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Title: Controlled release of borneol from nano-fibrous poly(L-lactic acid)/ cellulose acetate butyrate membrane
Authors: Li, L 
Luo, X
Leung, PHM 
Law, HKW 
Keywords: Borneol
Cellulose acetate butyrate
Drug release
Poly(L-lactic acid)
Issue Date: 2016
Publisher: SAGE Publications
Source: Textile research journal, 2016, v. 86, no. 11, p. 1202-1209 How to cite?
Journal: Textile research journal 
Abstract: Borneol, one of the commonly used Chinese medicines, can be used to treat many diseases. The main ingredient of natural borneol is d-borneol extracted from the volatile oil of dipterocarp trees. Numerous studies have proved the effectiveness of borneol. It has been widely used in relieving symptoms of anxiety, fatigue and insomnia; inducing anaesthesia and analgesia to alleviate abdominal pain, wounds and burns; relieving rheumatic pain, hemorrhoids, skin diseases and ulcerations of the mouth, ears, eyes or nose; treating sore throats and skin infections; and is mainly used to treat cardiovascular and cerebrovascular diseases. Although borneol has a significant therapeutic effect, its easy sublimation and low water absorbability make it difficult to control the efficiency of delivery and decrease its function in connecting to various applications in the needs of modern society. Electrospun nanofiber has been commonly used as a delivery vehicle for various medicines for biomedical applications. Poly(L-lactic acid) and cellulose acetate butyrate (CAB) nano-fibrous nonwoven membranes were electrospun and used as drug carriers for borneol. To load borneol into a PLLA/CAB composite membrane, borneol/acetone solution was sprayed on PLLA/CAB fibers. While part of the CAB was dissolved by acetone, borneol was combined with CAB by hydrogen bonds between hydroxyl and carbanyl groups. PLLA still kept a porous morphology of the whole drug-loaded membrane since it does dissolve in acetone. This structure provided a high quality and stable drug delivery system. With adjustable drug release properties, PLLA/CAB nano-fibrous composite nonwoven membranes can be alternative candidates for developing novel external medical textiles.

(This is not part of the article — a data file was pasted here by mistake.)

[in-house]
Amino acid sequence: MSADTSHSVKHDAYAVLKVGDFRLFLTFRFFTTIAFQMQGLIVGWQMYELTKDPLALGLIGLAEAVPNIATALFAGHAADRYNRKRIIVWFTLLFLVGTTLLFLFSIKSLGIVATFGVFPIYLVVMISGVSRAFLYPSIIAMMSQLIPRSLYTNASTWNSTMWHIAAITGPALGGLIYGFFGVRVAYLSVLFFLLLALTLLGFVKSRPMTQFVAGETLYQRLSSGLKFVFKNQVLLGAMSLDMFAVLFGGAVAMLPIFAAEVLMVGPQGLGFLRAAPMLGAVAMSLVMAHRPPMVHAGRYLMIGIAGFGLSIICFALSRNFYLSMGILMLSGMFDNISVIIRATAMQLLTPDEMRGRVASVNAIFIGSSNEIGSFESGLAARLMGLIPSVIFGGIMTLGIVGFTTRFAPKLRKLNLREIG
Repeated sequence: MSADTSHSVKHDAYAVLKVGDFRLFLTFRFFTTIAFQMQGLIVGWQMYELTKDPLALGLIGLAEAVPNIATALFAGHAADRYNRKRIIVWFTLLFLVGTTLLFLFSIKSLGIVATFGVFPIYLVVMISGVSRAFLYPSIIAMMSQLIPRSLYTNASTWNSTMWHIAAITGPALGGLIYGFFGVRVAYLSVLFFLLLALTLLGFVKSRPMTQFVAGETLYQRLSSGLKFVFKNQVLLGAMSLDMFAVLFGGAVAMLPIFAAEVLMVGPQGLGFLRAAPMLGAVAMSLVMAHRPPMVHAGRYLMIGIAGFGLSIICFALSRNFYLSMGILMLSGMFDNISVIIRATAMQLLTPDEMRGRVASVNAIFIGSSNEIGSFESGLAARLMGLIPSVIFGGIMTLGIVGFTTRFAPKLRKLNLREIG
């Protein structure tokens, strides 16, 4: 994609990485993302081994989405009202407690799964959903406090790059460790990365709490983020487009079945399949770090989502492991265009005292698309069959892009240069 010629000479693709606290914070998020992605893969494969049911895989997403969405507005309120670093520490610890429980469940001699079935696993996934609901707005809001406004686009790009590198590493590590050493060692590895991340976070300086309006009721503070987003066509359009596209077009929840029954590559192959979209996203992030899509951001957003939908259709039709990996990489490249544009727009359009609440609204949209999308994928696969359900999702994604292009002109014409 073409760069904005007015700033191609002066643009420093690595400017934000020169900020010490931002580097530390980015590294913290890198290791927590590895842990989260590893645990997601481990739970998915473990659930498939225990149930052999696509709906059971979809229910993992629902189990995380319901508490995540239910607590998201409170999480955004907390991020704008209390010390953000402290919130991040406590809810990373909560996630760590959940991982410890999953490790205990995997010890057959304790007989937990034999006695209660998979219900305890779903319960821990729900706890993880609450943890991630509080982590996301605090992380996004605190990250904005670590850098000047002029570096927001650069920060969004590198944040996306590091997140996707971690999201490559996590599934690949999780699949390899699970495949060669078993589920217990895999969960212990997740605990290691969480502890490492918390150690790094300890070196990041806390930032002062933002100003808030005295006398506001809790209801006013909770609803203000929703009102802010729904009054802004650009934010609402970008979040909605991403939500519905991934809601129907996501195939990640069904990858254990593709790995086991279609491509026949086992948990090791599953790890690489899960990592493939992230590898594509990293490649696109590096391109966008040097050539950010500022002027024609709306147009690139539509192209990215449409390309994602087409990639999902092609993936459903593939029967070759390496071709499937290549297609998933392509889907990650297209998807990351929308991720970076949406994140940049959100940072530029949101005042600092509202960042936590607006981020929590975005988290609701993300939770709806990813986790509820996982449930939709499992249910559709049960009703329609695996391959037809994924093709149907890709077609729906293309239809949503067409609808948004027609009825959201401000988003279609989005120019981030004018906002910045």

ISSN: 0040-5175
EISSN: 1746-7748
DOI: 10.1177/0040517515603812
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